The new facility will provide a permanent and stable location for the treatment centers, which currently operate out of rental premises; allow for increased bed capacity, increasing the available male beds from 12 to 24 and increasing female beds from 8-12 beds and offer a safe and therapeutic environment for those seeking recovery from alcohol and drug abuse.

The programmes will operate as separate entities; within the facility and will be completely segregated.

The next facility I’d like to highlight is the Right Living House.

The Right Living House is a Therapeutic Community (TC) located at the Farm Work Release Facility in St. George’s, Bermuda.

It opened its doors to residents in the summer of 2009.

The programme was developed in a partnership between the Bermuda’s Department of National Drug Control and the Department of Corrections.

With the support and backing of Bermuda’s Ministry of Culture and Social Rehabilitation, these two agencies set out to lessen the corrosive impact of drug abuse and crime on our community.

The programme, which currently houses 18 residents, is segregated from the general prison population in order to diminish the potential negative influences of the untreated inmate subculture on the TC’s changed-oriented, pro-social culture.

I think it’s important to point out that many of the clients who would normally have been in the TLC programme are now in the Right Living House programme.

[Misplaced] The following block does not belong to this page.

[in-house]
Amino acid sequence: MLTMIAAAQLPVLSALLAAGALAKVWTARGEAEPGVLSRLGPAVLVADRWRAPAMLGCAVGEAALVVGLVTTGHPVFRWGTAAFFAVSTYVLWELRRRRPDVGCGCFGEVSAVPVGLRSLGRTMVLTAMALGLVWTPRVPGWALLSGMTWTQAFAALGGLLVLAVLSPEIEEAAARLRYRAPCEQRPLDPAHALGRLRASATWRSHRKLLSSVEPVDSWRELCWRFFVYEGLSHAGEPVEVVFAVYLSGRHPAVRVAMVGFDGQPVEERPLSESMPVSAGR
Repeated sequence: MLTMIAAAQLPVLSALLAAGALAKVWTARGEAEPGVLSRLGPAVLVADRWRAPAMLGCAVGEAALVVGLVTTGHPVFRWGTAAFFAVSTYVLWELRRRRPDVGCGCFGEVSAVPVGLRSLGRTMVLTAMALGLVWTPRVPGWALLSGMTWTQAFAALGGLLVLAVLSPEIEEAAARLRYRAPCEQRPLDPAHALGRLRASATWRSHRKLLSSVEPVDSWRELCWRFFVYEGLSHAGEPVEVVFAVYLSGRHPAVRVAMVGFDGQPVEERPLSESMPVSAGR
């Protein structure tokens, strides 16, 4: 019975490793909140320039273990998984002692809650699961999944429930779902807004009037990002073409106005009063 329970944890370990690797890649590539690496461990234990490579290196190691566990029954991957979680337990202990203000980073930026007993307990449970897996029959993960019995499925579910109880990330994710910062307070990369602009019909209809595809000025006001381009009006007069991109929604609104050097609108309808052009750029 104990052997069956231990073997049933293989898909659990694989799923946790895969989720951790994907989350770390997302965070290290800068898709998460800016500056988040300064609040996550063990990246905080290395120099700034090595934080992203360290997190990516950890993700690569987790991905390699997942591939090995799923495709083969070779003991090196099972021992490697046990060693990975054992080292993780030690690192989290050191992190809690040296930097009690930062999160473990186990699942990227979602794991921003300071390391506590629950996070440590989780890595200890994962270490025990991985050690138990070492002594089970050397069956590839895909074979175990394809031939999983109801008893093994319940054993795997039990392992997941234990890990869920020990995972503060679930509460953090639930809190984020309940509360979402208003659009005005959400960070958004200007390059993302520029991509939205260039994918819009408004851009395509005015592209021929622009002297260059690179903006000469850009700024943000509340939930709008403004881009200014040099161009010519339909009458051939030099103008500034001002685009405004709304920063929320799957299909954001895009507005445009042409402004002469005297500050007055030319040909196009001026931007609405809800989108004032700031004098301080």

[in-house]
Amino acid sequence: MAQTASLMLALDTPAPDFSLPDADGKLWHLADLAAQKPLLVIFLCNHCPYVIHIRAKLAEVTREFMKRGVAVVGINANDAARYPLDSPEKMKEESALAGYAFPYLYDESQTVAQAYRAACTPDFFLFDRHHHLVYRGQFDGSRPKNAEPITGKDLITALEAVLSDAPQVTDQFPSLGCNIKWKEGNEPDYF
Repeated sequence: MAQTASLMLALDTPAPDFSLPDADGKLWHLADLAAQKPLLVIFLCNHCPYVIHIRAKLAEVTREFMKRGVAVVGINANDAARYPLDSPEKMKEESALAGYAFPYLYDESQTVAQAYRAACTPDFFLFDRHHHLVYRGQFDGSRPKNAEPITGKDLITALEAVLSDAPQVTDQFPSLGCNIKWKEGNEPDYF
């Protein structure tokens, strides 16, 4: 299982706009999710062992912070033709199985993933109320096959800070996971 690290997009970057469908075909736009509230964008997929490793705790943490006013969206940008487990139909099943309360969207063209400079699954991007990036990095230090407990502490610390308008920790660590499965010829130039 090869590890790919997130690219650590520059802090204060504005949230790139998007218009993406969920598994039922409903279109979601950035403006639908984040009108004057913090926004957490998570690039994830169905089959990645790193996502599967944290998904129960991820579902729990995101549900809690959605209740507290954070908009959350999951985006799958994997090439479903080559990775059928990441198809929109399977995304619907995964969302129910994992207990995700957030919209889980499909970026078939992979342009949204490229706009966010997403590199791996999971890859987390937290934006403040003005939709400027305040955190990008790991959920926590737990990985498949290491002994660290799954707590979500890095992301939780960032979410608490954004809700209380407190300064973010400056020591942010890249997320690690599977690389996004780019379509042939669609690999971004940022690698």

Right Living House is a highly structured educational and therapeutic treatment environment that expects offenders to display responsible, appropriate behaviour at all times.

Treatment centre offenders are constantly challenged on their maladaptive criminal addictive thinking, attitudes and behaviours reflective of the drug/criminal lifestyle.

As the residents progress through the program, they are supported in their expressions of pro-social attitudes and behaviours.

Right Living is composed of peer groups and counselling staff that constitute the community, or “family”, within the residential facility.

This peer-to-community structure strengthens the resident’s identification with a perceived, ordered network of peers.

More importantly, this structure works to develop relationships of mutual responsibility among the residents who are at various developmental stages (phases) in the program.

Turning to the Women’s Treatment Center – this facility is the only Residential Treatment Facility for Women in Bermuda. It provides long term, comprehensive treatment for addiction and related disorders.

The programme is delivered over a minimum of 12 months using a phased approach.